Parents who live in the mobile home park had previously asked the Tippecanoe Valley School Corporation to change the bus route so the children didn’t have to cross State Route 25 to catch the bus. Parents complained that it was dangerous for children to cross a highway where vehicles routinely travel at 50 to 60 mph.  Elgin Ingle, the uncle of the children who died said “There’s plenty of room for the school bus to pull into the mobile home park and pick up these kids.  This school has been warned that this is an issue.  My brother is torn apart, he didn’t lose one kid, he lost all his kids,” Ingle said. “How do you tell your little brother it’ll get better? You can’t. My brother, the most loving man in the world and the best father I’ve ever known, now is a father to no one.”  Blaine Conley, superintendent of the Tippecanoe Valley School Corporation, released a statement that stating that the bus stop will be relocated from State Road 25 into the mobile home park where the children lived.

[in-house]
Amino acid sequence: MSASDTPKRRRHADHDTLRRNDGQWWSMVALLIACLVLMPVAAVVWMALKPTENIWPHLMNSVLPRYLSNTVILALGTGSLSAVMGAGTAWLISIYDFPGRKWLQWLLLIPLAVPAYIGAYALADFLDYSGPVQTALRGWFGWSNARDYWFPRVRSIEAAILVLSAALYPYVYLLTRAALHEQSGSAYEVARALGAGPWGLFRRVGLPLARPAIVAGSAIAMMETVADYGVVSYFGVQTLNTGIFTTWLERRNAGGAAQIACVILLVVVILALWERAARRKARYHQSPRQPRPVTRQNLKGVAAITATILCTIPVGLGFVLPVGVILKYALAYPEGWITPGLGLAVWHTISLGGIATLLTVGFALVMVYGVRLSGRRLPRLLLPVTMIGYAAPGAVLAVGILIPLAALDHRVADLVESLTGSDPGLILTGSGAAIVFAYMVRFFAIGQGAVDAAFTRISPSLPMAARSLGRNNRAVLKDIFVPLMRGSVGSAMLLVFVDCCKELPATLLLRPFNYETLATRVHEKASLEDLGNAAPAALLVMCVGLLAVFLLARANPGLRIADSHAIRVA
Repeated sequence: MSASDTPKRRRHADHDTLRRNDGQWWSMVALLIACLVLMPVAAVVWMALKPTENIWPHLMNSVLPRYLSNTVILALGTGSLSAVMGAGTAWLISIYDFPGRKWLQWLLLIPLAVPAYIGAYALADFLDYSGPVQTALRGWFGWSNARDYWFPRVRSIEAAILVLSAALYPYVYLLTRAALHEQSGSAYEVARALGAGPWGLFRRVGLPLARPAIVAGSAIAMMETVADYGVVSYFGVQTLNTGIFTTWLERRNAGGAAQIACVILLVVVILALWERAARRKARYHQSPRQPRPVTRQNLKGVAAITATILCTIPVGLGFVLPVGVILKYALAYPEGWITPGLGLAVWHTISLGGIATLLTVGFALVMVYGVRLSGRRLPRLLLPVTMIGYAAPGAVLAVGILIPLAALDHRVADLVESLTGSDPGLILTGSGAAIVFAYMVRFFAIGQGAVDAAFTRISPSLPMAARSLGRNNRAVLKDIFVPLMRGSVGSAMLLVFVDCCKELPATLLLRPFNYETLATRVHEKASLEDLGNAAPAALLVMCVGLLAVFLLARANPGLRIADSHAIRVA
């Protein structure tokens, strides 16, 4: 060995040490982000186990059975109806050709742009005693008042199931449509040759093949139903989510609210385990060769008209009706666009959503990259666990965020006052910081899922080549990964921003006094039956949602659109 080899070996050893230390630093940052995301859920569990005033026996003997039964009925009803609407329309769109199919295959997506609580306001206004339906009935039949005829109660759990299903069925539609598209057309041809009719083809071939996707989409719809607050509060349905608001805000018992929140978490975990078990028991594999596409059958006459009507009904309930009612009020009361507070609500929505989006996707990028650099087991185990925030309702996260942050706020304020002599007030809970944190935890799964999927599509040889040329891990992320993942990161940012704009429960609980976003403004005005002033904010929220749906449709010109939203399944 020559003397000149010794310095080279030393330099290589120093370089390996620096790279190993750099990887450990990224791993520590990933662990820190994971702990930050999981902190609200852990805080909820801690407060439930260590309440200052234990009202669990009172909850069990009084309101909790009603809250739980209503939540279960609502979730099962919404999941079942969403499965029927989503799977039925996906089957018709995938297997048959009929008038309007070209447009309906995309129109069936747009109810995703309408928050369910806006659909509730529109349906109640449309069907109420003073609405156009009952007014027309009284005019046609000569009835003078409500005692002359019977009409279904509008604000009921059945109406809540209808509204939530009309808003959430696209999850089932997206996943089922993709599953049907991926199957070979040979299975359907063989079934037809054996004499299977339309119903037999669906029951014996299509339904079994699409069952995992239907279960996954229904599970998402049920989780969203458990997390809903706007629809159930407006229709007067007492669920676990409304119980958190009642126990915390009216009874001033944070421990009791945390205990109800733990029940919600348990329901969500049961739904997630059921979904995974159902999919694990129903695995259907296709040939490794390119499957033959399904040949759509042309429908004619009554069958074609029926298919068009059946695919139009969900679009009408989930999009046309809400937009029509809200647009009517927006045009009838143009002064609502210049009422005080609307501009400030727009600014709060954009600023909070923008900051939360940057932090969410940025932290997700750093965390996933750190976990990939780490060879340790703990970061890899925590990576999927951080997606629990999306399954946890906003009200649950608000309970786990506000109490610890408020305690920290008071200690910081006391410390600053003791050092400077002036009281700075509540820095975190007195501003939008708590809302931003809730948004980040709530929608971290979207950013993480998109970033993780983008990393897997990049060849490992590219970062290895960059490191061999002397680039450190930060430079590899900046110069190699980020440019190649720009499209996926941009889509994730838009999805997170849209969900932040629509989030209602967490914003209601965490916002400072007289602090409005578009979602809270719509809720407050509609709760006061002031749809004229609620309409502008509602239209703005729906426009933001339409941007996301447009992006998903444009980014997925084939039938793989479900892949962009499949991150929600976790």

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A Kentucky man was charged with two counts of murder and 10 counts of wanton endangerment for killing two African-American customers at a Kroger grocery store. He is being held in jail with bail set at $5 million. Police say 51-year-old Gregory Bush was captured on a surveillance camera trying to force open the doors of the First Baptist Church of Jeffersontown for several minutes, before turning his attention to a nearby Kroger supermarket. He was charged with killing Maurice Stallard, 69, and Vickie Lee Jones, 67, at the supermarket in Jeffersontown, Ky., a suburb of Louisville.